He encouraged Speransky to prepare in a draft constitution that included a pyramid of consultative elected bodies and a national assembly with some slight powers of legislation. In he asked Nikolay Novosiltsev , a former member of the Unofficial Committee who had made a brilliant career as a bureaucrat , to prepare another constitution, which turned out to be rather similar to the first, although somewhat more conservative and less centralist. Neither was ever implemented , though Alexander took some features of the first, notably the institution of the State Council, and used them out of their intended context.
In Alexander instituted eight government departments, or ministries, of which five were essentially new. The organization of the departments was substantially improved in by Speransky. In the s the Ministry of the Interior became responsible for public order, public health , stocks of food, and the development of industry and agriculture.
Inadequate funds and personnel and the dominant position of the serf-owning nobility in the countryside greatly limited the effective power of this ministry. There was no question of a formal council of ministers, or of anything corresponding to a cabinet, and there was no prime minister. A committee of ministers coordinated to some extent the affairs of the different departments, but its importance depended on circumstances and on individuals.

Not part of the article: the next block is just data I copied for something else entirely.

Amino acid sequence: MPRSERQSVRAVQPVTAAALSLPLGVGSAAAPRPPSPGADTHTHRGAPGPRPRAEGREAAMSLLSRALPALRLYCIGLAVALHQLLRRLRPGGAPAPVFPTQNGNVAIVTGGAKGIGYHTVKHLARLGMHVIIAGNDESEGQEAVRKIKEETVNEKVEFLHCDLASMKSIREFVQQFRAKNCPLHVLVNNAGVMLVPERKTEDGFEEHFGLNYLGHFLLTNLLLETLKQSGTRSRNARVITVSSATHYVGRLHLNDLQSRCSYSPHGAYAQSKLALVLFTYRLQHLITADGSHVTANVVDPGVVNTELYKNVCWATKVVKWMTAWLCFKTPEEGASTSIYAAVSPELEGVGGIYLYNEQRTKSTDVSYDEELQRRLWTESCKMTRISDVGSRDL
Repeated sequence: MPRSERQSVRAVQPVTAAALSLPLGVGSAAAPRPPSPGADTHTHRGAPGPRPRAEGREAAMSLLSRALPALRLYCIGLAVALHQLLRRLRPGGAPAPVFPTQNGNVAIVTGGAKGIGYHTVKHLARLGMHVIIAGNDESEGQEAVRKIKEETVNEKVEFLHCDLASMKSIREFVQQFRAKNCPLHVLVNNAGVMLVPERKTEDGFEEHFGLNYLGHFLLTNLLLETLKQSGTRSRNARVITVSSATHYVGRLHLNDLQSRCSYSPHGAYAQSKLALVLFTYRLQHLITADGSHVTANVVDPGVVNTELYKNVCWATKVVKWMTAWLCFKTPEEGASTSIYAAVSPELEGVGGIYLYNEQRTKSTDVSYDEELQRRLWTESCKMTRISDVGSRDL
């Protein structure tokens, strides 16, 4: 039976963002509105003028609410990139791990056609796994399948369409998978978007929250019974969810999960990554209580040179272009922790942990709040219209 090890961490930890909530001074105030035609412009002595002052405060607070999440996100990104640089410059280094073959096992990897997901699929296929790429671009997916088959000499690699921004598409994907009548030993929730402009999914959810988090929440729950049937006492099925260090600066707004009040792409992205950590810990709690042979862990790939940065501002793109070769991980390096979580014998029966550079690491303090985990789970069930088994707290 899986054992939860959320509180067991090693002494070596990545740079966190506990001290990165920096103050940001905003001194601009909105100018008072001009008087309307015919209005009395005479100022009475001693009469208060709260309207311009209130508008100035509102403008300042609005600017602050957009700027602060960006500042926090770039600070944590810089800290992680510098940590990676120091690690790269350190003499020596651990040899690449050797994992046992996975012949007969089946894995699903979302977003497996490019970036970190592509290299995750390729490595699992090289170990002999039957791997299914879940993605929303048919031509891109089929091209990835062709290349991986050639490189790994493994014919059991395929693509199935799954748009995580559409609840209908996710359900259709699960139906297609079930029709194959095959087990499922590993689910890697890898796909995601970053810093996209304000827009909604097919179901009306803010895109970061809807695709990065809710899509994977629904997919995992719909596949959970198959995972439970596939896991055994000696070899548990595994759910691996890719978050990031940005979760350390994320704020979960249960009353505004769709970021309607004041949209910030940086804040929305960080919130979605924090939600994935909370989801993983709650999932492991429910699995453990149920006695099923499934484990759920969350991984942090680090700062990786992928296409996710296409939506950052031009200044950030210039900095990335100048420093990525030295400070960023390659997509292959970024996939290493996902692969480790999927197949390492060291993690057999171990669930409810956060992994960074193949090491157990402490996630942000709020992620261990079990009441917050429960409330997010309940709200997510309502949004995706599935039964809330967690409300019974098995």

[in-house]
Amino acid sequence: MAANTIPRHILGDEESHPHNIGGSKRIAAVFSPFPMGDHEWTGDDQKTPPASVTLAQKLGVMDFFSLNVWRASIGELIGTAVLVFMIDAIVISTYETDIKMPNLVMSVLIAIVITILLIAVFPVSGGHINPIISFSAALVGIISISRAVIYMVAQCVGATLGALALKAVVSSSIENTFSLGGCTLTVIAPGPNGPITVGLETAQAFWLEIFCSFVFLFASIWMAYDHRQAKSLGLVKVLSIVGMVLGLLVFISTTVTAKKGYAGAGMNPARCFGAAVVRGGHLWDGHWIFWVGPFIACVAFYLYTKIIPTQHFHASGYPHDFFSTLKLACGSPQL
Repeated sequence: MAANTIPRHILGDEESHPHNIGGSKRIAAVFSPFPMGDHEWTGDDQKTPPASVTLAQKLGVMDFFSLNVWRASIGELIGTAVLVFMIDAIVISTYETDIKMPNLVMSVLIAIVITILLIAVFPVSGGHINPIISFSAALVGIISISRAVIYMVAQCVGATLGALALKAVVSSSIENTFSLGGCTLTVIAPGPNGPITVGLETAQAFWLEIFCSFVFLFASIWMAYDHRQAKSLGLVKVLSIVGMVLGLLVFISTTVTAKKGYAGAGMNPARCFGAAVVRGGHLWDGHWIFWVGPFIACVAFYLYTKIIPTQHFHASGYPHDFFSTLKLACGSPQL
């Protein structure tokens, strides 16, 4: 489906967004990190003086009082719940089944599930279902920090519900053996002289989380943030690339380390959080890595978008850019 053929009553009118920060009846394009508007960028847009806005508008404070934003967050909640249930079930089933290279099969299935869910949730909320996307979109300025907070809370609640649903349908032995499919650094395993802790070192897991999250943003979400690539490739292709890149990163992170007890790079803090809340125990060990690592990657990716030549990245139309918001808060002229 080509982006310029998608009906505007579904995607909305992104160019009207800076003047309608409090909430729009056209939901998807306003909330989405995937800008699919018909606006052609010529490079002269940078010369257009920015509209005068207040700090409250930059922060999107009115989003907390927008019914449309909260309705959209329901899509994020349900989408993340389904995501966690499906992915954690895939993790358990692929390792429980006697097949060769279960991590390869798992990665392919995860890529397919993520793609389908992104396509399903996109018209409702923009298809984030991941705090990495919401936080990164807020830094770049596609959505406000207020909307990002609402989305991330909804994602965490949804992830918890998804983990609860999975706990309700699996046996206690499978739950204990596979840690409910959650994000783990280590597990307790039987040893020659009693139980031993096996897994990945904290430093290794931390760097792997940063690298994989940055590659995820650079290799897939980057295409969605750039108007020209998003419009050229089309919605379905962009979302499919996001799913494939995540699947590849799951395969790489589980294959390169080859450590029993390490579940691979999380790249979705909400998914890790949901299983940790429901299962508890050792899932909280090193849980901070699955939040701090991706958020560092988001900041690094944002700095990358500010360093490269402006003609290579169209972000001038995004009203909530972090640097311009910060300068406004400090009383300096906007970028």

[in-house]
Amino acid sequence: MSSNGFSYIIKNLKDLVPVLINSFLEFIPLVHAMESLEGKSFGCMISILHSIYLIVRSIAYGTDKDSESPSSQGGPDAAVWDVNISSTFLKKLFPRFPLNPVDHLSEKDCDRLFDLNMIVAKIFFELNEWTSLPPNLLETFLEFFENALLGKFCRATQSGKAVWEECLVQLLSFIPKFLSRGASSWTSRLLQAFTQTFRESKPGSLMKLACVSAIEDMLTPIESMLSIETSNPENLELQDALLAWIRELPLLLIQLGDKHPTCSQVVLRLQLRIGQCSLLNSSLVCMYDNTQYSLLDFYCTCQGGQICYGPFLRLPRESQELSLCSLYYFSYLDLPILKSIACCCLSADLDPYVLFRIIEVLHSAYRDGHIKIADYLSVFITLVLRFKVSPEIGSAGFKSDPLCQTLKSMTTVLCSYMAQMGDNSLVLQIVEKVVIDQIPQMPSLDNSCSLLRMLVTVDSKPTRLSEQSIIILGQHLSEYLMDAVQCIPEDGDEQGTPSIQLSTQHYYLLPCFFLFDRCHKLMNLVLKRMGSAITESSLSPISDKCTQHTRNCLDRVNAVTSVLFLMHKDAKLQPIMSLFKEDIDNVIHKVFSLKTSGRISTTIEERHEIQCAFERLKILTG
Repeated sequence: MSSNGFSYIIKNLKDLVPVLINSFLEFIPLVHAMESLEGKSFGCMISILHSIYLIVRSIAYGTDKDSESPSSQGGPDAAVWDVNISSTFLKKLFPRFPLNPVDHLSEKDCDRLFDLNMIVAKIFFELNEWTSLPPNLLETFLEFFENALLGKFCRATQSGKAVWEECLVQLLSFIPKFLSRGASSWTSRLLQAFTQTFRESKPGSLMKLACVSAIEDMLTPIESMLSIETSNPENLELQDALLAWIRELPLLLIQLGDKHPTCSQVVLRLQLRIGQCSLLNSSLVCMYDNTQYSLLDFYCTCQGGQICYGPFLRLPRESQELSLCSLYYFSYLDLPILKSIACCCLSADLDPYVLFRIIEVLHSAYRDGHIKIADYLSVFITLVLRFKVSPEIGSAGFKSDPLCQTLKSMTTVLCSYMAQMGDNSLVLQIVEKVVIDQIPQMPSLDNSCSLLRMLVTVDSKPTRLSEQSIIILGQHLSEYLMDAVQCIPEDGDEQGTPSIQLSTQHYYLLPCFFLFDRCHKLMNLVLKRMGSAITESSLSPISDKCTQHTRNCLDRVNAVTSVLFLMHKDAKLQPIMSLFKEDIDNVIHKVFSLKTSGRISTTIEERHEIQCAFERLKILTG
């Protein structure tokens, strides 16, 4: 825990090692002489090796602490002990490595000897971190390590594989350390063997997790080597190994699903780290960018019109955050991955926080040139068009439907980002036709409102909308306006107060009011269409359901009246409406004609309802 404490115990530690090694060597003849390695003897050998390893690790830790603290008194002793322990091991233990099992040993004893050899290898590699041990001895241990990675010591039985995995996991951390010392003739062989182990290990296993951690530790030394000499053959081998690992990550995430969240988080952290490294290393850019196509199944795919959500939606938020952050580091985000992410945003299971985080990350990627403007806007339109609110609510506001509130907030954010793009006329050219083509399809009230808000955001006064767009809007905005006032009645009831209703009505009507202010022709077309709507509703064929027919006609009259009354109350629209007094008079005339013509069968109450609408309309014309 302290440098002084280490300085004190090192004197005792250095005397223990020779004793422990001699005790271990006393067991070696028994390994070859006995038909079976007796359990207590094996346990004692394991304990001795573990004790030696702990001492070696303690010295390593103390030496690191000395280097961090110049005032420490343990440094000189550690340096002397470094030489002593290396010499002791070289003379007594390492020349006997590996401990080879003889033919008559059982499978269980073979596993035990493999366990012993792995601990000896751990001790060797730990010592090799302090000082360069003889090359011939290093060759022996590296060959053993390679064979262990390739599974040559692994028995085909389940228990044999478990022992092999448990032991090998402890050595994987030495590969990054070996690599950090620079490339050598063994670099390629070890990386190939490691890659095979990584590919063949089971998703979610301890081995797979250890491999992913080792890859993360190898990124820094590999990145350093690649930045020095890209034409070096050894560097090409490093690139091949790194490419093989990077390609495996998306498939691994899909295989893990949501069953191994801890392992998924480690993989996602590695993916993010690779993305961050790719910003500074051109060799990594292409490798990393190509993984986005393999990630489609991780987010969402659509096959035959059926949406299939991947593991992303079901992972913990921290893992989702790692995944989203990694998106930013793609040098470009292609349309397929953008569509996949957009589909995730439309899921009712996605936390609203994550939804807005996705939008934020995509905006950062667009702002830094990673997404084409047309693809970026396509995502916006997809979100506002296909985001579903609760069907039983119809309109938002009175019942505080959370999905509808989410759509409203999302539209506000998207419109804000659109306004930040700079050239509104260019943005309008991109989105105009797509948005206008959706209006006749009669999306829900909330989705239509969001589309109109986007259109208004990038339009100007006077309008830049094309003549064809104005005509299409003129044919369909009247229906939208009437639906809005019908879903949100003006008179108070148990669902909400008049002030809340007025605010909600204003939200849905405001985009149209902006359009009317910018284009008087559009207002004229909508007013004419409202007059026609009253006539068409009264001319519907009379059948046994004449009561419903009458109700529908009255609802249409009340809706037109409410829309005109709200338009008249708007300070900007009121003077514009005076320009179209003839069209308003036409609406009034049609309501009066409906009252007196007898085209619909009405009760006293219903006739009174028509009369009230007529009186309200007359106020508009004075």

When the tsar was abroad, the committee was in charge of internal affairs.
Aleksey Arakcheyev was for a time secretary of the committee, but he did not cease to be the strongest man in Russia under the tsar when he ceased to hold this formal office. The committee had a president, but this office did not confer any significant power or prestige. Under Nicholas I the committee of ministers continued to operate, but the individual ministers were responsible only to the emperor.